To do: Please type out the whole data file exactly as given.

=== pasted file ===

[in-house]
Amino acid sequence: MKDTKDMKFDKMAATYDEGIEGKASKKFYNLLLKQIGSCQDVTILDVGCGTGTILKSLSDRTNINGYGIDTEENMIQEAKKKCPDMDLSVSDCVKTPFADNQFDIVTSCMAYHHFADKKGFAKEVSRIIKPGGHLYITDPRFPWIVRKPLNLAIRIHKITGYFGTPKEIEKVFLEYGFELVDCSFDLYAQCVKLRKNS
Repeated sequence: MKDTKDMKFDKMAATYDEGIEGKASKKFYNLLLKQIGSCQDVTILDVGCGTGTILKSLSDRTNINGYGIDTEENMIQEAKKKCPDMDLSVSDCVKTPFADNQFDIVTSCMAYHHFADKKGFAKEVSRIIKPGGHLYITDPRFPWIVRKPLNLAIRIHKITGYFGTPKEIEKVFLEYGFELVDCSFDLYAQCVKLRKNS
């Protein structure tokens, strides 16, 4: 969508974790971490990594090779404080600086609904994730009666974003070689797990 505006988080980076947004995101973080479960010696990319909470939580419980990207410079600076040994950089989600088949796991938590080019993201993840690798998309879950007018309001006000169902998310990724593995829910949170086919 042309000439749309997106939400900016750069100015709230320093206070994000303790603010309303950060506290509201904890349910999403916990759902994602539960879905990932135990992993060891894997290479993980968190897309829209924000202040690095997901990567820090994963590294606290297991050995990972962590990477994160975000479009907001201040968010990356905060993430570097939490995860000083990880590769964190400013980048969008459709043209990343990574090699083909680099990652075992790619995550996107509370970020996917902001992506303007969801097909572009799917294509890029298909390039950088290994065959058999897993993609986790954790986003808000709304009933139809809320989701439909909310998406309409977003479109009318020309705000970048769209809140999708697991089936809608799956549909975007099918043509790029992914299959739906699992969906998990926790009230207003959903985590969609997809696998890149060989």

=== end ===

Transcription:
[in-house]
Amino acid sequence: MKDTKDMKFDKMAATYDEGIEGKASKKFYNLLLKQIGSCQDVTILDVGCGTGTILKSLSDRTNINGYGIDTEENMIQEAKKKCPDMDLSVSDCVKTPFADNQFDIVTSCMAYHHFADKKGFAKEVSRIIKPGGHLYITDPRFPWIVRKPLNLAIRIHKITGYFGTPKEIEKVFLEYGFELVDCSFDLYAQCVKLRKNS
Repeated sequence: MKDTKDMKFDKMAATYDEGIEGKASKKFYNLLLKQIGSCQDVTILDVGCGTGTILKSLSDRTNINGYGIDTEENMIQEAKKKCPDMDLSVSDCVKTPFADNQFDIVTSCMAYHHFADKKGFAKEVSRIIKPGGHLYITDPRFPWIVRKPLNLAIRIHKITGYFGTPKEIEKVFLEYGFELVDCSFDLYAQCVKLRKNS
């Protein structure tokens, strides 16, 4: 969508974790971490990594090779404080600086609904994730009666974003070689797990 505006988080980076947004995101973080479960010696990319909470939580419980990207410079600076040994950089989600088949796991938590080019993201993840690798998309879950007018309001006000169902998310990724593995829910949170086919 042309000439749309997106939400900016750069100015709230320093206070994000303790603010309303950060506290509201904890349910999403916990759902994602539960879905990932135990992993060891894997290479993980968190897309829209924000202040690095997901990567820090994963590294606290297991050995990972962590990477994160975000479009907001201040968010990356905060993430570097939490995860000083990880590769964190400013980048969008459709043209990343990574090699083909680099990652075992790619995550996107509370970020996917902001992506303007969801097909572009799917294509890029298909390039950088290994065959058999897993993609986790954790986003808000709304009933139809809320989701439909909310998406309409977003479109009318020309705000970048769209809140999708697991089936809608799956549909975007099918043509790029992914299959739906699992969906998990926790009230207003959903985590969609997809696998890149060989």